Alan Bell

Alan Bell is an Assistant Keeper at the National Library of Scotland and Visiting Fellow of All Souls College, Oxford. His biography of Sydney Smith will be published in the autumn.

Tony, Ray and the Duchess

Alan Bell, 21 May 1981

James Pope-Hennessy, who was murdered in 1974 when he was 58, will be remembered for several of his books, among them London Fabric, an architectural study made in the nick of time in 1939, a young man’s book which has worn well; the two volumes of his life of Monckton Milnes, Lord Houghton; Verandah of 1964, with its autobiographical element added to family and colonial history; and the excellent Queen Mary (1959), an unusually sympathetic study. Several diaries and autobiographies have already recalled his charm, his amber good looks (ancestrally part-Malaysian) and his bright and entertaining manner. But the tributes are nearly always tinged with regret that his financial incompetence, his drinking habits, and the penchant for rough-trade homosexuality that was ultimately his undoing, made him a difficult and often an impossible friend. Even in 1942 James Lees-Milne was to write of him as ‘becoming spoilt and too reliant upon his youthful charm’.

Bored Hero

Alan Bell, 22 January 1981

When Raymond Asquith died in the Battle of the Somme, Winston Churchill grieved for ‘the loss of my brilliant hero-friend’, and the Prime Minister’s son became a symbol of the talent of a whole generation. He is mentioned in countless memoirs, but until the publication of this volume Asquith has never possessed any definite literary personality to give documentary substance to the legend of tragically sacrificed brilliance. He was 38 when he was killed, no mere promising BA sent straight from Oxford to the trenches: the achievement of a fuller lifetime was beginning to form by the time of his death. Recollection of promise has until now been all that remained, along with fragrant but sincere declarations from adoring disciples such as Lady Diana Cooper, who ‘loved Raymond hopelessly’ but could scarcely bear to write about him in her autobiography.

Finding out about things

Alan Bell, 18 December 1980

Montague Rhodes James is secure in his reputation as a ghost-story writer of almost unparalleled quality. Even general readers of Ghost Stories of an Antiquary will immediately be aware of their strong autobiographical element, the authentic circumstantial detail about the natural that makes the supernatural all the more convincing. The firm command of technicalities, whether of libraries, manuscripts or misericords, the institutional background peopled by characters like the Sadduccean Professor of Ophiology and college fellows spending their long vacations in decayed cathedral towns, help to provide a persuasive background against which the author can deploy his menacing figures and evil presences (which are more convincing hinted at than described). The explicit and the implicit become easily blended, and one might be pardoned for thinking that the author himself had known such experiences, that it might well have been he who, crablike,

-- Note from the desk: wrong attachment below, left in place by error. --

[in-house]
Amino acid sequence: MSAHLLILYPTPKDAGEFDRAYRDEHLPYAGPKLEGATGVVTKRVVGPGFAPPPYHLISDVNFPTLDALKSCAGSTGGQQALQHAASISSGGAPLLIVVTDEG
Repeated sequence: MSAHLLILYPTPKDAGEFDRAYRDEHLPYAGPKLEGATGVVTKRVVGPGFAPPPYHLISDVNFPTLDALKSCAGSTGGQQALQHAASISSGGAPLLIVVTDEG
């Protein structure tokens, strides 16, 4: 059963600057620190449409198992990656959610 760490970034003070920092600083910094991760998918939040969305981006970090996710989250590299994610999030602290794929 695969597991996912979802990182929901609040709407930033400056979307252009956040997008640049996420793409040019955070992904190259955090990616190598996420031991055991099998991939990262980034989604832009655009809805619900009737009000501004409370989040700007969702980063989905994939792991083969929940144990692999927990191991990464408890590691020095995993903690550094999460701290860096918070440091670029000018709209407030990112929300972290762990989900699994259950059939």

Astrid, Clio and Julia

Alan Bell, 17 July 1980

The Wanton Chase follows on all too directly from The Marble Foot, published four years ago, a volume which took the author through his first 33 years and his first two marriages, covering a worthy parental background and a period of poetical precocity and undergraduate literary acclaim at Balliol, followed by a Japanese literary professorship and a spell at the copywriting desk of an advertising agency. Mr Quennell fitted easily, marital tensions notwithstanding, into the London literary scene which he has long adorned. The second volume of his memoirs opens in 1939, with the author, not uncharacteristically, on a French holiday with a girlfriend and Cyril Connolly, in the course of which Mr Quennell and his nameless companion were stoned in a small provincial town for their immodesty. It was to be the last such excursion for many years, the onset of war soon finding Mr Quennell, confessedly slothful and sedentary by habit, working in the Ministry of Information as a press censor, suppressing facts with the skill that in his advertising days he had devoted to enlarging them.

Burke and Smith

Karl Miller, 16 October 1980

Sydney Smith and William Burke lived at the same time and in the same country: but at opposite ends of the spectrum of class, ends which rarely met, except in court. Such people were strangers to...

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Lord Eskgrove’s Indecent Nose

Rosalind Mitchison, 24 January 1980

Henry Cockburn’s writings make him a vital historical source for the study of Scotland in what he called ‘the last purely Scotch age’. They cover the spread of the new...

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